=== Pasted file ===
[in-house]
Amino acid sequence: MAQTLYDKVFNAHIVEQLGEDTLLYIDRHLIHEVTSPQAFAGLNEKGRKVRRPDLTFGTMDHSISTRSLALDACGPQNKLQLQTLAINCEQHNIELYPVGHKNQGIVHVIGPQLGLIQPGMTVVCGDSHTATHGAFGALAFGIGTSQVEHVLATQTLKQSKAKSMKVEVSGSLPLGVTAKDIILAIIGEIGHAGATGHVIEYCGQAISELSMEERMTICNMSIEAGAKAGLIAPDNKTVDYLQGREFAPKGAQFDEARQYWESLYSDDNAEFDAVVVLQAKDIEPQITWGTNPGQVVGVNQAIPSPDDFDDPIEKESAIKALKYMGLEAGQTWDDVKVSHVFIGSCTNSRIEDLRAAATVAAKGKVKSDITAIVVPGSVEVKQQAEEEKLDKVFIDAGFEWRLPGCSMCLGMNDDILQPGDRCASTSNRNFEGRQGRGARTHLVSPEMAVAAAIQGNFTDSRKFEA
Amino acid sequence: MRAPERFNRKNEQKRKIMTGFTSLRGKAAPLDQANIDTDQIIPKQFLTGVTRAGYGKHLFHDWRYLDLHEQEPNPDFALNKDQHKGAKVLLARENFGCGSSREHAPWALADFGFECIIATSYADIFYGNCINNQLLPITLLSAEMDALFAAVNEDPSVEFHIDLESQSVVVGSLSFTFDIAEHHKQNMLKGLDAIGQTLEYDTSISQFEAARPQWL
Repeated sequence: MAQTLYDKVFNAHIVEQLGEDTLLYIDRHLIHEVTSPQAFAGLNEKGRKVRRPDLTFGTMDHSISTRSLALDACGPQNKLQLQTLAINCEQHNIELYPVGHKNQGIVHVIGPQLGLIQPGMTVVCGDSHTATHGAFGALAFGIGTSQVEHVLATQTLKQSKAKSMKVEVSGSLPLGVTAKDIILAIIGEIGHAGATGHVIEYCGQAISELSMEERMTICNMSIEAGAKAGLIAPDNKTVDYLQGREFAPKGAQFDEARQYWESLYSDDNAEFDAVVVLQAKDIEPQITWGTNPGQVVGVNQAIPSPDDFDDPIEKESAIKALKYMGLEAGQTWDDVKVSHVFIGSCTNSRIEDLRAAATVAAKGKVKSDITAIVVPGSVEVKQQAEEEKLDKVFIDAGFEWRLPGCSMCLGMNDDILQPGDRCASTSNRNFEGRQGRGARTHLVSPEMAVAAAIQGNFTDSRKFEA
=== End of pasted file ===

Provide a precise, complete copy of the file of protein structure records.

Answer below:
[in-house]
Amino acid sequence: MAQTLYDKVFNAHIVEQLGEDTLLYIDRHLIHEVTSPQAFAGLNEKGRKVRRPDLTFGTMDHSISTRSLALDACGPQNKLQLQTLAINCEQHNIELYPVGHKNQGIVHVIGPQLGLIQPGMTVVCGDSHTATHGAFGALAFGIGTSQVEHVLATQTLKQSKAKSMKVEVSGSLPLGVTAKDIILAIIGEIGHAGATGHVIEYCGQAISELSMEERMTICNMSIEAGAKAGLIAPDNKTVDYLQGREFAPKGAQFDEARQYWESLYSDDNAEFDAVVVLQAKDIEPQITWGTNPGQVVGVNQAIPSPDDFDDPIEKESAIKALKYMGLEAGQTWDDVKVSHVFIGSCTNSRIEDLRAAATVAAKGKVKSDITAIVVPGSVEVKQQAEEEKLDKVFIDAGFEWRLPGCSMCLGMNDDILQPGDRCASTSNRNFEGRQGRGARTHLVSPEMAVAAAIQGNFTDSRKFEA
Amino acid sequence: MRAPERFNRKNEQKRKIMTGFTSLRGKAAPLDQANIDTDQIIPKQFLTGVTRAGYGKHLFHDWRYLDLHEQEPNPDFALNKDQHKGAKVLLARENFGCGSSREHAPWALADFGFECIIATSYADIFYGNCINNQLLPITLLSAEMDALFAAVNEDPSVEFHIDLESQSVVVGSLSFTFDIAEHHKQNMLKGLDAIGQTLEYDTSISQFEAARPQWL
Repeated sequence: MAQTLYDKVFNAHIVEQLGEDTLLYIDRHLIHEVTSPQAFAGLNEKGRKVRRPDLTFGTMDHSISTRSLALDACGPQNKLQLQTLAINCEQHNIELYPVGHKNQGIVHVIGPQLGLIQPGMTVVCGDSHTATHGAFGALAFGIGTSQVEHVLATQTLKQSKAKSMKVEVSGSLPLGVTAKDIILAIIGEIGHAGATGHVIEYCGQAISELSMEERMTICNMSIEAGAKAGLIAPDNKTVDYLQGREFAPKGAQFDEARQYWESLYSDDNAEFDAVVVLQAKDIEPQITWGTNPGQVVGVNQAIPSPDDFDDPIEKESAIKALKYMGLEAGQTWDDVKVSHVFIGSCTNSRIEDLRAAATVAAKGKVKSDITAIVVPGSVEVKQQAEEEKLDKVFIDAGFEWRLPGCSMCLGMNDDILQPGDRCASTSNRNFEGRQGRGARTHLVSPEMAVAAAIQGNFTDSRKFEA